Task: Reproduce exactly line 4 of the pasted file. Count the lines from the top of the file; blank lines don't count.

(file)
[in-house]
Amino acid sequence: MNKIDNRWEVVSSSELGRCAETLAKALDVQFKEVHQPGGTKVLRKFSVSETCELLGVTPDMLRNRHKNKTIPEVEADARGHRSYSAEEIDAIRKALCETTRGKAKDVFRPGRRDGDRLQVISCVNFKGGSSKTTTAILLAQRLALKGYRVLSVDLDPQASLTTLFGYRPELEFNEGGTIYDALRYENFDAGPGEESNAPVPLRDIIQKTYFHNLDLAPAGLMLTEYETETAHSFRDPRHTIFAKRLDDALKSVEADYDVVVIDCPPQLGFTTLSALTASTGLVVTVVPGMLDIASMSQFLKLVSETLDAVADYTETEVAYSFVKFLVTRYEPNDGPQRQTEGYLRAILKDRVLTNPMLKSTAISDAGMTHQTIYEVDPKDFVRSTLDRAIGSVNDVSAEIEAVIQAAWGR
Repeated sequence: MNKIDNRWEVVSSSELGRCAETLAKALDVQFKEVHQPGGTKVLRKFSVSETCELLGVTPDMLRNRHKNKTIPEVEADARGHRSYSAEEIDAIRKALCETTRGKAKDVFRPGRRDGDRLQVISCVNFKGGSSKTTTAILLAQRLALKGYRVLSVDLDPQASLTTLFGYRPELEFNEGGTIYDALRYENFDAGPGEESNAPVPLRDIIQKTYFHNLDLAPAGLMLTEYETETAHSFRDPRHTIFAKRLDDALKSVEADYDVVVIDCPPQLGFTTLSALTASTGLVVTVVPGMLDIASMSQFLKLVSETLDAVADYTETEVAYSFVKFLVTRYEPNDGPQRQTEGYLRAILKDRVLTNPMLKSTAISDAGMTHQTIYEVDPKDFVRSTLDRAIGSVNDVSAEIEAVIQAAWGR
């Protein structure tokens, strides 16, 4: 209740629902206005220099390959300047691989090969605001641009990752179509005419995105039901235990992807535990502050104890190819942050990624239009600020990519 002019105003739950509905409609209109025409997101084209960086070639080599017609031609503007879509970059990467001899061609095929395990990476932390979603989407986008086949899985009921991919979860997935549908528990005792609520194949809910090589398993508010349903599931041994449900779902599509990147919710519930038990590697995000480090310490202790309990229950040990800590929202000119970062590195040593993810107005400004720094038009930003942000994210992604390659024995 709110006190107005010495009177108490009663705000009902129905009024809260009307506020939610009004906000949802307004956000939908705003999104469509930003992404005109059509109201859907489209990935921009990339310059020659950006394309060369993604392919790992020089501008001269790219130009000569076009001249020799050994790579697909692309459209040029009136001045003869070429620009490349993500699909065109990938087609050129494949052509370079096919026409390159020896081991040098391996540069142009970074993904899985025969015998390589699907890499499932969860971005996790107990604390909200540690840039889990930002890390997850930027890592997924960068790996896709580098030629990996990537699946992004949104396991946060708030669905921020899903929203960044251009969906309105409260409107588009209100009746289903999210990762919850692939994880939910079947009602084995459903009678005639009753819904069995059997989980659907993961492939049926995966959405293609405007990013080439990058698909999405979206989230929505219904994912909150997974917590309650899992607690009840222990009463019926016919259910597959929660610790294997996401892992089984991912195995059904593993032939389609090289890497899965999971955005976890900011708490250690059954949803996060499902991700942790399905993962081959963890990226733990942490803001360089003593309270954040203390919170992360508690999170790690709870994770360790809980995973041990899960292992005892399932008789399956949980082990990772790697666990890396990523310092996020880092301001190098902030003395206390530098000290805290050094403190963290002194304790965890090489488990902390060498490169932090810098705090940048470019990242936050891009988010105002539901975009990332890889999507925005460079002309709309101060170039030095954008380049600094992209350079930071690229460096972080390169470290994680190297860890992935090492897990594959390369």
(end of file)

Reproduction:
């Protein structure tokens, strides 16, 4: 209740629902206005220099390959300047691989090969605001641009990752179509005419995105039901235990992807535990502050104890190819942050990624239009600020990519 002019105003739950509905409609209109025409997101084209960086070639080599017609031609503007879509970059990467001899061609095929395990990476932390979603989407986008086949899985009921991919979860997935549908528990005792609520194949809910090589398993508010349903599931041994449900779902599509990147919710519930038990590697995000480090310490202790309990229950040990800590929202000119970062590195040593993810107005400004720094038009930003942000994210992604390659024995 709110006190107005010495009177108490009663705000009902129905009024809260009307506020939610009004906000949802307004956000939908705003999104469509930003992404005109059509109201859907489209990935921009990339310059020659950006394309060369993604392919790992020089501008001269790219130009000569076009001249020799050994790579697909692309459209040029009136001045003869070429620009490349993500699909065109990938087609050129494949052509370079096919026409390159020896081991040098391996540069142009970074993904899985025969015998390589699907890499499932969860971005996790107990604390909200540690840039889990930002890390997850930027890592997924960068790996896709580098030629990996990537699946992004949104396991946060708030669905921020899903929203960044251009969906309105409260409107588009209100009746289903999210990762919850692939994880939910079947009602084995459903009678005639009753819904069995059997989980659907993961492939049926995966959405293609405007990013080439990058698909999405979206989230929505219904994912909150997974917590309650899992607690009840222990009463019926016919259910597959929660610790294997996401892992089984991912195995059904593993032939389609090289890497899965999971955005976890900011708490250690059954949803996060499902991700942790399905993962081959963890990226733990942490803001360089003593309270954040203390919170992360508690999170790690709870994770360790809980995973041990899960292992005892399932008789399956949980082990990772790697666990890396990523310092996020880092301001190098902030003395206390530098000290805290050094403190963290002194304790965890090489488990902390060498490169932090810098705090940048470019990242936050891009988010105002539901975009990332890889999507925005460079002309709309101060170039030095954008380049600094992209350079930071690229460096972080390169470290994680190297860890992935090492897990594959390369």